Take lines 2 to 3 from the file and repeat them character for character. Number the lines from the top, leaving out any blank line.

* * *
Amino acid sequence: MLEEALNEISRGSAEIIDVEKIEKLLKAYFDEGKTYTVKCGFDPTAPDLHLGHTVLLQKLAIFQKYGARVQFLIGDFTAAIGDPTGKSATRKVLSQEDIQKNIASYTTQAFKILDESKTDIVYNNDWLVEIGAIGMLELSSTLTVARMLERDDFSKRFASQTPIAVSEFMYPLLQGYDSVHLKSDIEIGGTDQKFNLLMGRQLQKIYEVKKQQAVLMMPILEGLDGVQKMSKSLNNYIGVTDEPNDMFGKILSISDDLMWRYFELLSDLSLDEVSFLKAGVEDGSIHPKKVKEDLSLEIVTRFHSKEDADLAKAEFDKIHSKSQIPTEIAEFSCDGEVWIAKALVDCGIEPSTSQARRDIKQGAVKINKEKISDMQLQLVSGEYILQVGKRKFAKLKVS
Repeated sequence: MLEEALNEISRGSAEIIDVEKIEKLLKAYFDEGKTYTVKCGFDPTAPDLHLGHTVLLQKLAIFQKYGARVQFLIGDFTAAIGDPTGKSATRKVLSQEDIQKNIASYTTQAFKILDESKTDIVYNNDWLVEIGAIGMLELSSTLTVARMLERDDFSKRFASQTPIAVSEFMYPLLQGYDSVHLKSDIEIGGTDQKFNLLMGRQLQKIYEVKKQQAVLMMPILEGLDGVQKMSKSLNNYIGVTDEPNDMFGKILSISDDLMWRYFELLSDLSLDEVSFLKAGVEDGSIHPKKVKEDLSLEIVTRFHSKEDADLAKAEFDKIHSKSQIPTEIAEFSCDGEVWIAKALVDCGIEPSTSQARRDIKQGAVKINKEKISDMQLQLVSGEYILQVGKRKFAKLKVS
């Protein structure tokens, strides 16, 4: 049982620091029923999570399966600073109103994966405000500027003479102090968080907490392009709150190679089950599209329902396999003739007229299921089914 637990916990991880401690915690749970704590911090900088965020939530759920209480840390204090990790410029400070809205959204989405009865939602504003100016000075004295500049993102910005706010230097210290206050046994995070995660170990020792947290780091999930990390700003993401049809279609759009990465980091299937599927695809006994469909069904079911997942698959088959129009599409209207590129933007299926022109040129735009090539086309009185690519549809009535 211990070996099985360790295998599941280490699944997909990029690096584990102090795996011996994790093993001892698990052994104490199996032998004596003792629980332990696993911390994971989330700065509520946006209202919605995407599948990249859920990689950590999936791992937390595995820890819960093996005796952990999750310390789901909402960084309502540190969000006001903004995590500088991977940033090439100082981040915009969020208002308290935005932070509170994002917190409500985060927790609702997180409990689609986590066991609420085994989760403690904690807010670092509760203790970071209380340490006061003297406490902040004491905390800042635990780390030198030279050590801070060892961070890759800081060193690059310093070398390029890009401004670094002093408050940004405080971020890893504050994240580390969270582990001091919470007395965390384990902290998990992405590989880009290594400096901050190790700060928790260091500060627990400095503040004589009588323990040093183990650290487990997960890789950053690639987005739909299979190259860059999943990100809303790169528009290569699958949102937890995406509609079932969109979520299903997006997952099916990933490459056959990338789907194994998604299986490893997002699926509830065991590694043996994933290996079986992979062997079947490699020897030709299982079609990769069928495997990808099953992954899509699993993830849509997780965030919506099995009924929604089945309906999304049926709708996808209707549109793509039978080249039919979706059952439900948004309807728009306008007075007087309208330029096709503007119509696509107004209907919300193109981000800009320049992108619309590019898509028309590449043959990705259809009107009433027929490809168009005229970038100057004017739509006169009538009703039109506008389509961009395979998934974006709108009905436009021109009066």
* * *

Repeated sequence: MLEEALNEISRGSAEIIDVEKIEKLLKAYFDEGKTYTVKCGFDPTAPDLHLGHTVLLQKLAIFQKYGARVQFLIGDFTAAIGDPTGKSATRKVLSQEDIQKNIASYTTQAFKILDESKTDIVYNNDWLVEIGAIGMLELSSTLTVARMLERDDFSKRFASQTPIAVSEFMYPLLQGYDSVHLKSDIEIGGTDQKFNLLMGRQLQKIYEVKKQQAVLMMPILEGLDGVQKMSKSLNNYIGVTDEPNDMFGKILSISDDLMWRYFELLSDLSLDEVSFLKAGVEDGSIHPKKVKEDLSLEIVTRFHSKEDADLAKAEFDKIHSKSQIPTEIAEFSCDGEVWIAKALVDCGIEPSTSQARRDIKQGAVKINKEKISDMQLQLVSGEYILQVGKRKFAKLKVS
């Protein structure tokens, strides 16, 4: 049982620091029923999570399966600073109103994966405000500027003479102090968080907490392009709150190679089950599209329902396999003739007229299921089914 637990916990991880401690915690749970704590911090900088965020939530759920209480840390204090990790410029400070809205959204989405009865939602504003100016000075004295500049993102910005706010230097210290206050046994995070995660170990020792947290780091999930990390700003993401049809279609759009990465980091299937599927695809006994469909069904079911997942698959088959129009599409209207590129933007299926022109040129735009090539086309009185690519549809009535 211990070996099985360790295998599941280490699944997909990029690096584990102090795996011996994790093993001892698990052994104490199996032998004596003792629980332990696993911390994971989330700065509520946006209202919605995407599948990249859920990689950590999936791992937390595995820890819960093996005796952990999750310390789901909402960084309502540190969000006001903004995590500088991977940033090439100082981040915009969020208002308290935005932070509170994002917190409500985060927790609702997180409990689609986590066991609420085994989760403690904690807010670092509760203790970071209380340490006061003297406490902040004491905390800042635990780390030198030279050590801070060892961070890759800081060193690059310093070398390029890009401004670094002093408050940004405080971020890893504050994240580390969270582990001091919470007395965390384990902290998990992405590989880009290594400096901050190790700060928790260091500060627990400095503040004589009588323990040093183990650290487990997960890789950053690639987005739909299979190259860059999943990100809303790169528009290569699958949102937890995406509609079932969109979520299903997006997952099916990933490459056959990338789907194994998604299986490893997002699926509830065991590694043996994933290996079986992979062997079947490699020897030709299982079609990769069928495997990808099953992954899509699993993830849509997780965030919506099995009924929604089945309906999304049926709708996808209707549109793509039978080249039919979706059952439900948004309807728009306008007075007087309208330029096709503007119509696509107004209907919300193109981000800009320049992108619309590019898509028309590449043959990705259809009107009433027929490809168009005229970038100057004017739509006169009538009703039109506008389509961009395979998934974006709108009905436009021109009066």